Thursday, June 27, 2013

June update

It's been a long month for us. This 3rd cycle of chemo with the cytoxin has been rough. I can probably count on one hand the number of bites Sophie has taken of food since June 3. With the first 2 cycles, she would still eat a little bit, but with this one, she keeps telling us that everything tastes yucky. She is still getting TPN every night, which gives her what she needs, but what we would give to add some meat to her bones. I so wish I could transfer my excess to her!

Our time in between cycles is usually 6 weeks, but between the 3rd & 4th, 6th & 7th is only 4 weeks. So next week is cycle 4. Given last week's 3-night stay at the hospital b/c of her fever, we will have been at the hospital every 2 weeks in the past 6. Doesn't feel good. No one gets good sleep, we are separated as a family, and it just wears on you.

But we move forward. Soph's counts were super-low last week, ANC down to 5 from 6/17 labs (normal is above 1500), but from 6/24 labs, she was back up to 1445. It will go down again towards the end of next week, beginning of week of 7/8, but hopefully will rebound quicker than this past cycle.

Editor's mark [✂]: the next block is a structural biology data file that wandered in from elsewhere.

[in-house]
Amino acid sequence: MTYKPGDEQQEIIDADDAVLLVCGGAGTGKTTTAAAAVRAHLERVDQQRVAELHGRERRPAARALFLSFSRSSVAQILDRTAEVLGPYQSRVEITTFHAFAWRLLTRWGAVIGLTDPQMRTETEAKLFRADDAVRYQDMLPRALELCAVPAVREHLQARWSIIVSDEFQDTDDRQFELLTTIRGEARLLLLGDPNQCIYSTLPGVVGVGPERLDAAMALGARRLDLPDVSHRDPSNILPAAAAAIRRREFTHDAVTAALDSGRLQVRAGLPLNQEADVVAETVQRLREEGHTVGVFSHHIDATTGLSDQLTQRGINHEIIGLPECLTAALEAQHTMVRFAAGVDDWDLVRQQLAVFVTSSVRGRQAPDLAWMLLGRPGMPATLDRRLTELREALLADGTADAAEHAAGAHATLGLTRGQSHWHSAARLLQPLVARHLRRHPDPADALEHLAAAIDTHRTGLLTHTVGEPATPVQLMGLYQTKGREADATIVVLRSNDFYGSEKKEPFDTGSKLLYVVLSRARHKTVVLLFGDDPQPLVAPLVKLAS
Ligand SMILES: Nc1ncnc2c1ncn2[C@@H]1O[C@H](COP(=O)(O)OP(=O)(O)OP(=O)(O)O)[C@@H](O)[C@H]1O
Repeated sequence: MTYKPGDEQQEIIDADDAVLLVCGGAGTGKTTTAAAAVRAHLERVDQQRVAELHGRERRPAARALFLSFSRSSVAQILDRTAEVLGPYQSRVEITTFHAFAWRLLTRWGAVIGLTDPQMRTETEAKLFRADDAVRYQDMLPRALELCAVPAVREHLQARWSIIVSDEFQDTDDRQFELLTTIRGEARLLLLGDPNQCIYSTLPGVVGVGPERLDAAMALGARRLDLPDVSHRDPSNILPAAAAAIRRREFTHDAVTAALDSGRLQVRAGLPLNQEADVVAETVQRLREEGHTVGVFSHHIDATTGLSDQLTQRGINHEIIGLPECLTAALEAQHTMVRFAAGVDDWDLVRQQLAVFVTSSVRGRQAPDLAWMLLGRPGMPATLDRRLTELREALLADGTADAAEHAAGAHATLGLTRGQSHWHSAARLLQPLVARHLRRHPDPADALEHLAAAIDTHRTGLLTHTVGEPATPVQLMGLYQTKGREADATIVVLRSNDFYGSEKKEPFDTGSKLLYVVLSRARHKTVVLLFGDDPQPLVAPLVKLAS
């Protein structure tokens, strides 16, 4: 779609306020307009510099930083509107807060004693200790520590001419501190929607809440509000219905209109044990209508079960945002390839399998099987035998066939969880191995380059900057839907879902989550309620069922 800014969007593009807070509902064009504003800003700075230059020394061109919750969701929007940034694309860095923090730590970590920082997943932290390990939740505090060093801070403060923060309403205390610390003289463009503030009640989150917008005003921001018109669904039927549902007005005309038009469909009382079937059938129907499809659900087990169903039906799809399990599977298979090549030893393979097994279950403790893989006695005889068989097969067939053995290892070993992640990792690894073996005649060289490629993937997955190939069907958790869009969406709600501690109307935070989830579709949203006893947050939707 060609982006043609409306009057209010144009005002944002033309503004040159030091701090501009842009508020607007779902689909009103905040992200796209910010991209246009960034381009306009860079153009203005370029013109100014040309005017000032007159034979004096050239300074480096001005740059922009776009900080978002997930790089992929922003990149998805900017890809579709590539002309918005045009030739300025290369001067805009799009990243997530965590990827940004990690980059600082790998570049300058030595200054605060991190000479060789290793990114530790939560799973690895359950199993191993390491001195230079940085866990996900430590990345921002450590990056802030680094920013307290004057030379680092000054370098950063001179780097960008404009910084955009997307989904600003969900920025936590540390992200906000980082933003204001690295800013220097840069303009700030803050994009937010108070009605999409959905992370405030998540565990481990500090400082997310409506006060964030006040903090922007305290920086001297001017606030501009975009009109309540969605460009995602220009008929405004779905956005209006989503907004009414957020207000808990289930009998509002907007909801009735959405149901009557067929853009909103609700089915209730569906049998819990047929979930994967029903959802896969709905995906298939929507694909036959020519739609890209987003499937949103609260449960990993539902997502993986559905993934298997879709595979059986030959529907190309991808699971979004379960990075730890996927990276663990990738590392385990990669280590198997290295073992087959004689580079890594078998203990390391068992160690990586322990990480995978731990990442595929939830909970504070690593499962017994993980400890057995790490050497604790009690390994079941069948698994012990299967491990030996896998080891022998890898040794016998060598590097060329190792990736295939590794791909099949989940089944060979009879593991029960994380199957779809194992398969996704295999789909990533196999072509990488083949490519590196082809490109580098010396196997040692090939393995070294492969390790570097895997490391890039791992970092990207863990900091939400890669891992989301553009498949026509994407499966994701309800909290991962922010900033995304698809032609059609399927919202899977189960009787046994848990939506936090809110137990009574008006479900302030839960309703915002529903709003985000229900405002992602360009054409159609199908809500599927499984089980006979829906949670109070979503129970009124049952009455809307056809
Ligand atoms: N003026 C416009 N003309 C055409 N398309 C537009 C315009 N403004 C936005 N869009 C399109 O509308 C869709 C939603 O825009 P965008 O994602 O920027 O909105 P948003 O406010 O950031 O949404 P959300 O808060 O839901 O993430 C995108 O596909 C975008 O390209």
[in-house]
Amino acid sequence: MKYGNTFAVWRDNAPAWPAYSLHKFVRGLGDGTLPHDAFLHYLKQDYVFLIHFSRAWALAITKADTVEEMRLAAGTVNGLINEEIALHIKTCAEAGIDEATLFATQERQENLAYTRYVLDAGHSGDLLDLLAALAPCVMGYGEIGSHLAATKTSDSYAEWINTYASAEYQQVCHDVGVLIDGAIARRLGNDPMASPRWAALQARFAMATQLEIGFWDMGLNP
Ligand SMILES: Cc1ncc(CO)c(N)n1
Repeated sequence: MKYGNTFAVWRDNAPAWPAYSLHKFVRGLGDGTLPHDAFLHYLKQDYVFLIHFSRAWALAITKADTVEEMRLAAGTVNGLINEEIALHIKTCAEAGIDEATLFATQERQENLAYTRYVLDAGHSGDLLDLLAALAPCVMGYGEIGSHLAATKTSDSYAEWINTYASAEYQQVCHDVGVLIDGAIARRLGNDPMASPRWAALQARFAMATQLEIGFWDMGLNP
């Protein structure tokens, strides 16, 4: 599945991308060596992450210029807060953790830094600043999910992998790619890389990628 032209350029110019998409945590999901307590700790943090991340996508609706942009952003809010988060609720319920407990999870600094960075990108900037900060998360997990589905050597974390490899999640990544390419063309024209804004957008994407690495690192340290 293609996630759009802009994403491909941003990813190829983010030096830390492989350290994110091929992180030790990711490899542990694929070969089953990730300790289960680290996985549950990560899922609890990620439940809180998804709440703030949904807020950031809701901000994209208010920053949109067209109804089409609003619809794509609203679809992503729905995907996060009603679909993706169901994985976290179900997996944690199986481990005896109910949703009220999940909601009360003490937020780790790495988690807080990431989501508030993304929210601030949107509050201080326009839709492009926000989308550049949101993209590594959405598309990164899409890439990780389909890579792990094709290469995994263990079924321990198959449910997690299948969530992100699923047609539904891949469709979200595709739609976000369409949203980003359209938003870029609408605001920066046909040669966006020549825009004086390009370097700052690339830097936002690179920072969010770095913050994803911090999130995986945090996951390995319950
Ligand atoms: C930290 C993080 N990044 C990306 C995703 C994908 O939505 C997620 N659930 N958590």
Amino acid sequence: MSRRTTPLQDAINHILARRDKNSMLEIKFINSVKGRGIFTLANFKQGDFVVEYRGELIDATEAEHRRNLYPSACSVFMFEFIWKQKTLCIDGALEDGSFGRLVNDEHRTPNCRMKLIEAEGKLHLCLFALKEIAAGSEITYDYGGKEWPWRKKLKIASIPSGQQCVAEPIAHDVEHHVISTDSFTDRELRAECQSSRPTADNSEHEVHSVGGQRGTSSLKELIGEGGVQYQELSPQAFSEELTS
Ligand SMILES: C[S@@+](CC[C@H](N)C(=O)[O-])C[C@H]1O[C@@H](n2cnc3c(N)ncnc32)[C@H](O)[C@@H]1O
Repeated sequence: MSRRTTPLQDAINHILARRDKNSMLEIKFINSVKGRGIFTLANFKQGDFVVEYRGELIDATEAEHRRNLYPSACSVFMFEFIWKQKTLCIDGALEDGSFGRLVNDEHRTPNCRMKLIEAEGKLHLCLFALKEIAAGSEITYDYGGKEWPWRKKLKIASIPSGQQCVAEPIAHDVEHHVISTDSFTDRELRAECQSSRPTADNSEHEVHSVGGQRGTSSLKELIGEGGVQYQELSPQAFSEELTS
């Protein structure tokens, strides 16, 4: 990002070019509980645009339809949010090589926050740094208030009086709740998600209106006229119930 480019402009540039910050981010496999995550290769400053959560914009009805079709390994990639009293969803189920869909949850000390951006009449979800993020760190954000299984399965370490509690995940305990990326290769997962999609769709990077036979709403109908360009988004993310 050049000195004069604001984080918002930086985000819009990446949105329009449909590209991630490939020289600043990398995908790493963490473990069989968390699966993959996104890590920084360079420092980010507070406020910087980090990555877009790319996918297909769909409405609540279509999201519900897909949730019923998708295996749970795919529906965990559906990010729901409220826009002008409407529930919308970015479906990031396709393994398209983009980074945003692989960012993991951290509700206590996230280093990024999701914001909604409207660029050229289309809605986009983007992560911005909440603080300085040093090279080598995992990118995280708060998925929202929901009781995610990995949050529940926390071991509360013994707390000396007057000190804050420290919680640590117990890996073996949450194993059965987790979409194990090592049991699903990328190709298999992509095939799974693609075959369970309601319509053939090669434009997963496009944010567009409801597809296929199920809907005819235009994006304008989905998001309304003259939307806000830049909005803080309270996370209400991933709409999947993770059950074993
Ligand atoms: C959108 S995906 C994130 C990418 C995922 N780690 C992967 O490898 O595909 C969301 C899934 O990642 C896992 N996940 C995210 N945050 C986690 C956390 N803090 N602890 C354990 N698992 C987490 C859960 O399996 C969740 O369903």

We are looking forward to our CG retreat this weekend. It will be the first time outside of home or the hospital that we would be spending the night. I'm a bit nervous, but we'll figure it out. Soph will still get her TPN overnight, but the difference is we'll all be in the same room. Should be fun. We don't want this cancer to keep us from enjoying normal life. A weekend at my parents' in July is also in the schedule.

Seah has been in the terrible two's stage for a few months now. Doesn't listen, purposely annoys her sister, screams. The good news is that she turns 3 on 6/29, so hopefully she'll start to turn the corner. Sophie turns 5 on 7/1, so this weekend will be weekend of birthdays for the girls, though we'll be at the retreat.

Jeannie was able to get away for a weekend last weekend to NY, to visit with my sister. It was a nice break for her, and I survived. :-)

Please continue to keep us in your prayers. 21 weeks pregnant for Jeannie, busy at Elkay for me, and for Soph to start eating at least a little bit.

Thursday, June 13, 2013

3 down, 6 to go